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Patent applications to focus on quality, not quantity

Posted: 16 Jan 2015 ?? ?Print Version ?Bookmark and Share

Keywords:patent? Patent and Trademark Office? intellectual property?

Tactics regarding patent applications in the coming years are predicted to shift to a focus on quality, rather than quantity. However, one analyst remains sceptical, who still expects the big-numbers game in intellectual property to persist for the foreseeable future.

Today companies file for patents by the basket, gearing up for battles with competitors doing the same. But a new set of realities will change the dynamic to a "flight to quality," in which a few good patents are more important, said an intellectual property expert who asked not to be named.

The additional factors include: recent Supreme Court decisions such as Alice Corp. vs. CLS Bank reducing opportunities for spurious patents, emerging natural-language processing tools that can help automate the process of measuring the quality of large numbers of patents, new processes at the US Patent and Trademark Office for challenging a low quality, and an open market for patents that companies can purchase when threatened with specific suits.

One early sign of the shift may be coming from China. That country's patent office reportedly granted a whopping 850,000 patents in 2014, down 3-5 per cent from the prior year. It was the first such dip after many years of 10 per cent or greater increases, the expert said. "Folks in China think it many to continue to decline."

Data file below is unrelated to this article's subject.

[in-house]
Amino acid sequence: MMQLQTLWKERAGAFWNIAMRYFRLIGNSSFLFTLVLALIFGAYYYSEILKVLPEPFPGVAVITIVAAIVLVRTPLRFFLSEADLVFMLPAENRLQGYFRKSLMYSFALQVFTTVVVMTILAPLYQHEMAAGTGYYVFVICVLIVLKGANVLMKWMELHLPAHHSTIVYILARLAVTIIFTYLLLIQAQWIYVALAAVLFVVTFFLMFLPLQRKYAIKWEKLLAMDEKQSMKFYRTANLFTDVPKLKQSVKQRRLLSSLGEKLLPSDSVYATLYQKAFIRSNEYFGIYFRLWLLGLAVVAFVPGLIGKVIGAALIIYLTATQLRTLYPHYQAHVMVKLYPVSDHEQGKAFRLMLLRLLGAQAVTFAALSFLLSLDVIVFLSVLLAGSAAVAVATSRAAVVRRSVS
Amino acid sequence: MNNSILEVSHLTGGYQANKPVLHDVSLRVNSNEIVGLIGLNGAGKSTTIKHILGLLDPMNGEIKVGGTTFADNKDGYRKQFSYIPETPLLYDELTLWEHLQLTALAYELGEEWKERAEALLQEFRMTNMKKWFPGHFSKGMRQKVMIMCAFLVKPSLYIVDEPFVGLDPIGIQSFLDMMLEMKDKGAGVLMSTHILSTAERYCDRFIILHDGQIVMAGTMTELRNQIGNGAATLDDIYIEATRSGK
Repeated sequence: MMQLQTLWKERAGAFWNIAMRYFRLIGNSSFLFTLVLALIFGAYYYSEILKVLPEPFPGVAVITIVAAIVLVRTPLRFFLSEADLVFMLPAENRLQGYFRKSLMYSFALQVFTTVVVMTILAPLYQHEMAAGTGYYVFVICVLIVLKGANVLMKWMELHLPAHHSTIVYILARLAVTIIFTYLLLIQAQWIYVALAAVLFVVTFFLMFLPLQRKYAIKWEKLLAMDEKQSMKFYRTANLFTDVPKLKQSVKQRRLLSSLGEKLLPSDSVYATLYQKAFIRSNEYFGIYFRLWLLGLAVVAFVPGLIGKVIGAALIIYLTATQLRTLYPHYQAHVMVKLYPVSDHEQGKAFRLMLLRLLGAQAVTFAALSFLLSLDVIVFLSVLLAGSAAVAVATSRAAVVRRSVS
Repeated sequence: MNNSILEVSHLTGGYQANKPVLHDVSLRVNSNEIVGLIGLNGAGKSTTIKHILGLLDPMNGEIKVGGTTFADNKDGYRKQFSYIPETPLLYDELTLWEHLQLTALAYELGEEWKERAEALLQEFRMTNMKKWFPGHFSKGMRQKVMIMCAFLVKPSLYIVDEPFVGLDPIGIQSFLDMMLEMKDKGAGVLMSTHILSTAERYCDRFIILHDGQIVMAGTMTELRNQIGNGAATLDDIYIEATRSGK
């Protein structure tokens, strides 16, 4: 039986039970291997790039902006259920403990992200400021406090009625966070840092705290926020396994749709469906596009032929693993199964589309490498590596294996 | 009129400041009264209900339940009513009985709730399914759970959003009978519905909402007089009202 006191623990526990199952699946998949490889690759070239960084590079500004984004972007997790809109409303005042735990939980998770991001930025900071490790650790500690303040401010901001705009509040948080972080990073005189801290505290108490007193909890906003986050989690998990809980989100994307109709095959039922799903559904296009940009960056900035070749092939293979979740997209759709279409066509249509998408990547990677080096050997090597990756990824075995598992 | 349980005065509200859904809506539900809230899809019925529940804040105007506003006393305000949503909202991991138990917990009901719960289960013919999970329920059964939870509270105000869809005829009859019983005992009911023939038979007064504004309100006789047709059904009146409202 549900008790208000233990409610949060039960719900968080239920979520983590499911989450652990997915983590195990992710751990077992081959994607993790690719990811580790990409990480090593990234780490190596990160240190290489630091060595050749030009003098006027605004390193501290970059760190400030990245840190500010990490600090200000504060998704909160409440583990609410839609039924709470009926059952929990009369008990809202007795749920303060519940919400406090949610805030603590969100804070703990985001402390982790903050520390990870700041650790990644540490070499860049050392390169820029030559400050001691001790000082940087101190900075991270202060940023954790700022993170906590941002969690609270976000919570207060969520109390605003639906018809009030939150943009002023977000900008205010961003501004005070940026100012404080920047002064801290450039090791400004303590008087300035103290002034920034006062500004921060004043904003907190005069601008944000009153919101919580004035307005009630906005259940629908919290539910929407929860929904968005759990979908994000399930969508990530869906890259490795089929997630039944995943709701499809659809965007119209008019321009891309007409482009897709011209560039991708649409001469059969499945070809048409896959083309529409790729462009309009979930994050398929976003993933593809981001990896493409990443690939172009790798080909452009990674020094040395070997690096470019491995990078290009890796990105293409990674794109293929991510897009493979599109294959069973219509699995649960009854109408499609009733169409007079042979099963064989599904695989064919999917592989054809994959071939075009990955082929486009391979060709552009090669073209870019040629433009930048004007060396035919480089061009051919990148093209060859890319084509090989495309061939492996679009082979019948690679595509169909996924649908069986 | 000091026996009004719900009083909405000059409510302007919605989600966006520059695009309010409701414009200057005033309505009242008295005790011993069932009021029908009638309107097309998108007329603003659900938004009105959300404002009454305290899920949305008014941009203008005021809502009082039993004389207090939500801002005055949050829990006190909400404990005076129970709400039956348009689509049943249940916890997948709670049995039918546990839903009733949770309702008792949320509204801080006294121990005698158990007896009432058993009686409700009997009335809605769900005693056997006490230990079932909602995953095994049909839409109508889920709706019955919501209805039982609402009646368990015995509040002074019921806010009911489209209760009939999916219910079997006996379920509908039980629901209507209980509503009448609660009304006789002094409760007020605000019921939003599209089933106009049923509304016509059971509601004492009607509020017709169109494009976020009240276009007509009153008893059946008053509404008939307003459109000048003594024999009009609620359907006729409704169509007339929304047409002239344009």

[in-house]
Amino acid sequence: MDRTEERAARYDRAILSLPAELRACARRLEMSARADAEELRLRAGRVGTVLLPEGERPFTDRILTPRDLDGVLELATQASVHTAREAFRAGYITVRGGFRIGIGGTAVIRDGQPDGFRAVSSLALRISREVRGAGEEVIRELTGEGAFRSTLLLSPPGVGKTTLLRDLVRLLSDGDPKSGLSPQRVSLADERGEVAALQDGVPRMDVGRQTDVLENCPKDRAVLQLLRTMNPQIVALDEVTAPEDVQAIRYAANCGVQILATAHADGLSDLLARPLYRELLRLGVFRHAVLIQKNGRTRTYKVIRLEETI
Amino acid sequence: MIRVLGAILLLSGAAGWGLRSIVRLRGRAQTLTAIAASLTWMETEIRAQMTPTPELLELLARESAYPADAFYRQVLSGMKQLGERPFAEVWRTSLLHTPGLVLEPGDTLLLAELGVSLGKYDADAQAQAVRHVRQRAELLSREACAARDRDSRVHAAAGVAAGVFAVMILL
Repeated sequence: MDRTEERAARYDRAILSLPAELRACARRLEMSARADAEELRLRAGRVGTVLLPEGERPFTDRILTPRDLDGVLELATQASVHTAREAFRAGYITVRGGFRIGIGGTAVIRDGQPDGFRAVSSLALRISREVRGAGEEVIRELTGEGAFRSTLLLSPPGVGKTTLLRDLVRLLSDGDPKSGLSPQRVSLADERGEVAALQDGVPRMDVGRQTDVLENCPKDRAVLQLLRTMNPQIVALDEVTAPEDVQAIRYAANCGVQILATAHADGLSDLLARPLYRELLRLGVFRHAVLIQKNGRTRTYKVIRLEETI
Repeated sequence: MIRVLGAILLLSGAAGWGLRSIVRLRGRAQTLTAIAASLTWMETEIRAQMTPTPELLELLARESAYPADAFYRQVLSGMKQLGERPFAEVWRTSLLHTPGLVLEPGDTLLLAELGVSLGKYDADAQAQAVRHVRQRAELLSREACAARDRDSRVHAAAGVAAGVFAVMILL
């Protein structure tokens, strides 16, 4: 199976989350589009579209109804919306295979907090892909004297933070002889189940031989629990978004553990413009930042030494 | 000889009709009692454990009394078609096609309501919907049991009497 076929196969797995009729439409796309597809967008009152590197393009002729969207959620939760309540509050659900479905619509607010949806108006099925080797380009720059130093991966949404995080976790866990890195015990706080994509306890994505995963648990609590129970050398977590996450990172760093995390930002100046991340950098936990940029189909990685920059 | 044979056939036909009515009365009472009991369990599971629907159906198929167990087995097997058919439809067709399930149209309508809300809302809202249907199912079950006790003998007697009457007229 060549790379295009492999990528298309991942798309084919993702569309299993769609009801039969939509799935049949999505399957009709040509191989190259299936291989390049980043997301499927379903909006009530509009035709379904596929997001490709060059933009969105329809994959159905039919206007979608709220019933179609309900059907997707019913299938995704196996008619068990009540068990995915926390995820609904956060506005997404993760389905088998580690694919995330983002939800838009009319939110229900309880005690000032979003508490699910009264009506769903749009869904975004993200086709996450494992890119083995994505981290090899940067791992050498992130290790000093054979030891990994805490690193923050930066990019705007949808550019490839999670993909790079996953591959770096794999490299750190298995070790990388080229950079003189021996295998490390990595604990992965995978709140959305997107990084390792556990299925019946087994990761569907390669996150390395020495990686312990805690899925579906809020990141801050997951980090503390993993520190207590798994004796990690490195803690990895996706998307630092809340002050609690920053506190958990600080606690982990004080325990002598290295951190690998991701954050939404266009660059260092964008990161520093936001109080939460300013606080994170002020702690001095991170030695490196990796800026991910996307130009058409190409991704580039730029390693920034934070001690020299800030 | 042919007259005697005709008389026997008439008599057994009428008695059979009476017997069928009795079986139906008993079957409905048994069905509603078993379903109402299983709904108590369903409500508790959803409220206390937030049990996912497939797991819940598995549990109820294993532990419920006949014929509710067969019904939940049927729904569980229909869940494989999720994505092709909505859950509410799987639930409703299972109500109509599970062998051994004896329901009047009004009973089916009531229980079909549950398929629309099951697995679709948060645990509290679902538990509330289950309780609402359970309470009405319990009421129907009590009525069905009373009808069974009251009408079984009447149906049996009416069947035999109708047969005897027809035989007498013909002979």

Some observers disagree with the analysis. Larry Cady, an analyst at IFI Claims Patent Services who tracks patent grants, said the rate of increase in US patents granted each year has been slowing down, hitting eight per cent in 2014, but is likely to shoot up again.

"The trend of companies piling up large defensive patent portfolios has been going on for many years, and I don't see it shifting," Cady said. "There's been a slight slowdown in the growth of patents in the last few years but that's due to the cyclical nature of the economy."

Companies tighten their belts in down years such as after the 2008 recession. It takes an average of three years to get a patent granted, so reduced filings will take time to filter through the system.

"Now that economic growth has resumed, I suspect we will return to historical norms of increased patent grants in 2016-17," Cady said.

In any case, patent reform is expected to bubble up in the US Congress again as one of the biggest stories in intellectual property in 2015.

One side advocates legislation that tweaks a system that is coming to grips with major changes from court decisions and the America Invents Act, which passed in 2011. Another side says major changes are still needed.

- Rick Merritt
??EE Times

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